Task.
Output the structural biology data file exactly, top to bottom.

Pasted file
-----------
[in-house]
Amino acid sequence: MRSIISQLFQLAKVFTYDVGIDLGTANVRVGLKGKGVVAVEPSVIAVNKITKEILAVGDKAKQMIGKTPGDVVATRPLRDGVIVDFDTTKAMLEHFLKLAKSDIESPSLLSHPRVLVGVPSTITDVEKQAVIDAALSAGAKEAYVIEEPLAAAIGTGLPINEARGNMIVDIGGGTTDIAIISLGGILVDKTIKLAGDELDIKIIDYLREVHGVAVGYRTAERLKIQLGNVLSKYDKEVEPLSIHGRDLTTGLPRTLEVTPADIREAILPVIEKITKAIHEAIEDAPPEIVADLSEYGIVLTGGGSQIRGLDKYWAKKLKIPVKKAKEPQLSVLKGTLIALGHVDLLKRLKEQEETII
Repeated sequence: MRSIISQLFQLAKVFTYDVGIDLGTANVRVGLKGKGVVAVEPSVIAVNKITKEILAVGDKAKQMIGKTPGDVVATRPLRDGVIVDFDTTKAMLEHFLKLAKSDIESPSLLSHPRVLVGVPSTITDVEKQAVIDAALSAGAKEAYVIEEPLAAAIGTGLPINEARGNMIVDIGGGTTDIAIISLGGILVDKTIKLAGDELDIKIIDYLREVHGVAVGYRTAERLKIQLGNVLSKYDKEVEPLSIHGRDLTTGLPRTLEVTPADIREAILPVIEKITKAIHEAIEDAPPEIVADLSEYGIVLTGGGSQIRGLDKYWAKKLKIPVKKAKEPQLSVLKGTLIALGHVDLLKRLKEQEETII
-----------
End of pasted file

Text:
[in-house]
Amino acid sequence: MRSIISQLFQLAKVFTYDVGIDLGTANVRVGLKGKGVVAVEPSVIAVNKITKEILAVGDKAKQMIGKTPGDVVATRPLRDGVIVDFDTTKAMLEHFLKLAKSDIESPSLLSHPRVLVGVPSTITDVEKQAVIDAALSAGAKEAYVIEEPLAAAIGTGLPINEARGNMIVDIGGGTTDIAIISLGGILVDKTIKLAGDELDIKIIDYLREVHGVAVGYRTAERLKIQLGNVLSKYDKEVEPLSIHGRDLTTGLPRTLEVTPADIREAILPVIEKITKAIHEAIEDAPPEIVADLSEYGIVLTGGGSQIRGLDKYWAKKLKIPVKKAKEPQLSVLKGTLIALGHVDLLKRLKEQEETII
Repeated sequence: MRSIISQLFQLAKVFTYDVGIDLGTANVRVGLKGKGVVAVEPSVIAVNKITKEILAVGDKAKQMIGKTPGDVVATRPLRDGVIVDFDTTKAMLEHFLKLAKSDIESPSLLSHPRVLVGVPSTITDVEKQAVIDAALSAGAKEAYVIEEPLAAAIGTGLPINEARGNMIVDIGGGTTDIAIISLGGILVDKTIKLAGDELDIKIIDYLREVHGVAVGYRTAERLKIQLGNVLSKYDKEVEPLSIHGRDLTTGLPRTLEVTPADIREAILPVIEKITKAIHEAIEDAPPEIVADLSEYGIVLTGGGSQIRGLDKYWAKKLKIPVKKAKEPQLSVLKGTLIALGHVDLLKRLKEQEETII